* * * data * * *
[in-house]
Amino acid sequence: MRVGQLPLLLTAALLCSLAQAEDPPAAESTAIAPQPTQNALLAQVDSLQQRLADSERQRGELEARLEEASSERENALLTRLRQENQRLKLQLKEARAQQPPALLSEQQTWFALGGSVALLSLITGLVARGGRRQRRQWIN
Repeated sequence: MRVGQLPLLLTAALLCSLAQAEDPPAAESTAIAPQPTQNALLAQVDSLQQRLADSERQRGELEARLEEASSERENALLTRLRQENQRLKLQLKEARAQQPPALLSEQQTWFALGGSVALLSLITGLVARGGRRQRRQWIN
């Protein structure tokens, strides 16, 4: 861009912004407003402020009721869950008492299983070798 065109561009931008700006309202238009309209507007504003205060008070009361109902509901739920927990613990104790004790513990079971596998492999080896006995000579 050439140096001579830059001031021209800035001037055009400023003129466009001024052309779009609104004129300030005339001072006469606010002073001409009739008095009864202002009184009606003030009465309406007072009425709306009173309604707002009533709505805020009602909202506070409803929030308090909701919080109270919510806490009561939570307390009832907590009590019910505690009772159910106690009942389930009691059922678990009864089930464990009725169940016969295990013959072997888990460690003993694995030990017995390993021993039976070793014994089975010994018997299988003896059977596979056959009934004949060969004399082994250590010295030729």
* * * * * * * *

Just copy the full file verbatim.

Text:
[in-house]
Amino acid sequence: MRVGQLPLLLTAALLCSLAQAEDPPAAESTAIAPQPTQNALLAQVDSLQQRLADSERQRGELEARLEEASSERENALLTRLRQENQRLKLQLKEARAQQPPALLSEQQTWFALGGSVALLSLITGLVARGGRRQRRQWIN
Repeated sequence: MRVGQLPLLLTAALLCSLAQAEDPPAAESTAIAPQPTQNALLAQVDSLQQRLADSERQRGELEARLEEASSERENALLTRLRQENQRLKLQLKEARAQQPPALLSEQQTWFALGGSVALLSLITGLVARGGRRQRRQWIN
């Protein structure tokens, strides 16, 4: 861009912004407003402020009721869950008492299983070798 065109561009931008700006309202238009309209507007504003205060008070009361109902509901739920927990613990104790004790513990079971596998492999080896006995000579 050439140096001579830059001031021209800035001037055009400023003129466009001024052309779009609104004129300030005339001072006469606010002073001409009739008095009864202002009184009606003030009465309406007072009425709306009173309604707002009533709505805020009602909202506070409803929030308090909701919080109270919510806490009561939570307390009832907590009590019910505690009772159910106690009942389930009691059922678990009864089930464990009725169940016969295990013959072997888990460690003993694995030990017995390993021993039976070793014994089975010994018997299988003896059977596979056959009934004949060969004399082994250590010295030729």